California Film/TV Tax Credit Lures 16th TV Series

The next season of SHOWTIME’S “Penny Dreadful” will be relocating production to Los Angeles with help from the state’s film and television tax credit program—expanded by a California Chamber of Commerce job creator bill—according to the California Film Commission.

The film commission announced yesterday that “Penny Dreadful” will bring high-wage jobs and lots of production spending to California as it moves from Dublin to Los Angeles for its fourth season, becoming the 16th TV series to relocate here with help from the state’s Film and TV Tax Credit Program 2.0.

The film commission said that “Penny Dreadful: City of Angels” will employ more than 350 cast members, 150 crew and 10,000 extras (including stand-ins measured in “man days”).

Approved conditionally for $24.7 million in tax credits, “Penny Dreadful” will spend an estimated $99 million on below-the-line wages and other qualified expenditures during the upcoming season. The film commission points out that overall spending for such projects is significantly higher than qualified spending, as overall spending also includes above-the-line wages and other production expenditures that do not qualify for tax credits under Program 2.0.

With the addition of “Penny Dreadful,” California’s expanded Film and TV Tax Credit Program 2.0 has attracted relocating TV series from seven U.S. states plus Canada and the Republic of Ireland, according to the film commission. These projects are on track to generate nearly $1 billion in qualified in-state spending, including $553 million in wages to below-the-line workers. These numbers will continue to grow as the relocated projects are picked up for additional seasons.

The commission notes that “qualified expenditures” are wages to below-the-line workers and payments for equipment/vendors. Overall in-state production spending will be significantly higher with the addition of above-the-line wages and other spending that do not qualify for California tax credits.

Due to the tax credit program’s ongoing success with long-term TV projects, the latest TV application period (held February 4–8, 2019) was open only to relocating series and recurring series already accepted into Program 2.0.

In addition to the relocating “Penny Dreadful: City of Angels” series, the tax credit program currently has 29 recurring TV series in various stages of production. To date, a total of 74 television projects, including new TV series, relocating TV series, pilots, movies of the week, and miniseries have been accepted into Program 2.0 since it was launched in July 2015.

The next application period for TV projects (the first for fiscal year-five of Program 2.0) is scheduled for May 20–24, 2019. The next round of feature film projects (the third and final round for fiscal year-four of Program 2.0) is scheduled to be announced April 1, 2019.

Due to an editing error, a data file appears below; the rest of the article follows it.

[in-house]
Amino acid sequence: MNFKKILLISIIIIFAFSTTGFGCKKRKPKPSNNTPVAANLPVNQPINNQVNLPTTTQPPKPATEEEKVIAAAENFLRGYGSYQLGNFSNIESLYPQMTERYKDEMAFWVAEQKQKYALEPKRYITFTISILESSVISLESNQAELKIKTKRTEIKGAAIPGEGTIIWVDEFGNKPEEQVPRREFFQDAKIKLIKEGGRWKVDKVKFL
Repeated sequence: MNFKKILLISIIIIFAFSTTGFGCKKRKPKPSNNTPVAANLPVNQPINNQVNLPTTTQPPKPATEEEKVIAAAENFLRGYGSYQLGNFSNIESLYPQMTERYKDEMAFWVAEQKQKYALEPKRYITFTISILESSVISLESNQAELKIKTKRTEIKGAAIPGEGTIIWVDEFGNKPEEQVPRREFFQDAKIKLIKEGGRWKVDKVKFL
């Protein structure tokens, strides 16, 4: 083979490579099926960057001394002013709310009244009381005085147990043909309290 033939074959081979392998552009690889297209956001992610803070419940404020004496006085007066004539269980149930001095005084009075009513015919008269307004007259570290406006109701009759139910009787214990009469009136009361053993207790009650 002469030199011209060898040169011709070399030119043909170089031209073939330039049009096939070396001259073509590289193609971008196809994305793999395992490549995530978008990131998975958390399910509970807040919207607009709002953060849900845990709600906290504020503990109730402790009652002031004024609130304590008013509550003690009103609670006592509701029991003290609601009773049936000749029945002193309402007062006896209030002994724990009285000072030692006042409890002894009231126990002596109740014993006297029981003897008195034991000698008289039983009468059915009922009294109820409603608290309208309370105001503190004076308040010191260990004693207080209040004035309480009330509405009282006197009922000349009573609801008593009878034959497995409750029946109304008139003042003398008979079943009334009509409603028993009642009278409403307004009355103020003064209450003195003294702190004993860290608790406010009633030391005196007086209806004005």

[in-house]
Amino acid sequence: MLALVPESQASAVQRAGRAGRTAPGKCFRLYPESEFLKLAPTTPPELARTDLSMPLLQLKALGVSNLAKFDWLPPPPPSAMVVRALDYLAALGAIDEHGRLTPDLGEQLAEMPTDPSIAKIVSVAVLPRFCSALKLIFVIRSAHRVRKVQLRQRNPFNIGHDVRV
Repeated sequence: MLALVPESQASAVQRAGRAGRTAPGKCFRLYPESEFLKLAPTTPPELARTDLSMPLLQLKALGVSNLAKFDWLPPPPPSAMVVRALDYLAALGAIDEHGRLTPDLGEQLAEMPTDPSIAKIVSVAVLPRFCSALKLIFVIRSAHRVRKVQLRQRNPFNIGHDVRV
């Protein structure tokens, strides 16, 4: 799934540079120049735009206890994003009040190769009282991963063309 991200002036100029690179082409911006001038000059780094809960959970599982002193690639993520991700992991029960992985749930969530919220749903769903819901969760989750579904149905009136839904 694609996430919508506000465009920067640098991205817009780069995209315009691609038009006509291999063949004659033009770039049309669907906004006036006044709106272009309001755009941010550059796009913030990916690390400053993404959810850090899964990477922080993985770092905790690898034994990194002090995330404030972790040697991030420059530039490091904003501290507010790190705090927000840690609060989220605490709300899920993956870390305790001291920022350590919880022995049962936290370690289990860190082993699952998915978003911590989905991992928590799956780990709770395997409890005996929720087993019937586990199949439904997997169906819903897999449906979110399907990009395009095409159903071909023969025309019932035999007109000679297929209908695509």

About California’s Film and Television Tax Credit Program

In September 2014, Governor Edmund G. Brown Jr. signed bipartisan legislation (CalChamber job creator AB 1839; Gatto; D-Los Angeles) to more than triple the size of California’s film and television production incentive, from $100 million to $330 million annually. The credits are aimed at retaining and attracting production jobs and economic activity across the state.

The California Film and TV Tax Credit Program 2.0 also extended eligibility to include a range of project types (big-budget feature films, TV pilots and 1-hour TV series for any distribution outlet) that were excluded from the state’s first-generation tax credit program.

Program 2.0 has a sunset date of July 1, 2020.

Program Extension

In June 2018, Governor Brown signed SB 871 (Committee on Budget and Fiscal Review) which extended California’s tax incentive for motion pictures and television productions for an additional five years. The extended program, dubbed Program 3.0, will enable the film commission to allocate $330 million per year from July 2010 through June 2025. The commission is developing regulations, program guidelines and other procedures to administer the extended tax credit program.

SB 871 included provisions from CalChamber-supported job creator bills AB 1734 (Calderon; D-Whittier) and SB 951 (Mitchell; D-Los Angeles). This tax incentive has proven effective in maintaining jobs in California and growing jobs in this industry.

More Information

More information about California’s Film and Television Tax Credit Program, including application procedures, eligibility and guidelines, is available at

Staff Contact: Sarah Boot

Sarah Boot
Sarah R. Boot served as a CalChamber policy advocate from March 2018 to December 2019. She specialized in privacy/technology, telecommunications, economic development, and taxation issues. Before joining CalChamber, Boot was a top adviser to now-Senate President Pro Tem Toni G. Atkins, serving as the senator’s legislative director and as lead staffer on legal, privacy, telecommunications, business, and technology issues, among many others. Boot also was principal consultant to Atkins during her time as Assembly Speaker and Speaker Emeritus. For three years, Boot was an assistant U.S. attorney in the Southern District of California. She prosecuted a broad array of federal crimes, including bank robbery, sex trafficking of minors, and narcotics trafficking. In private practice, Boot spent three years litigating complex civil and intellectual property litigation, primarily representing Internet and technology companies. Boot earned her J.D. from the University of Michigan Law School. She graduated from the University of Michigan with an honors degree in political science and a minor in Spanish.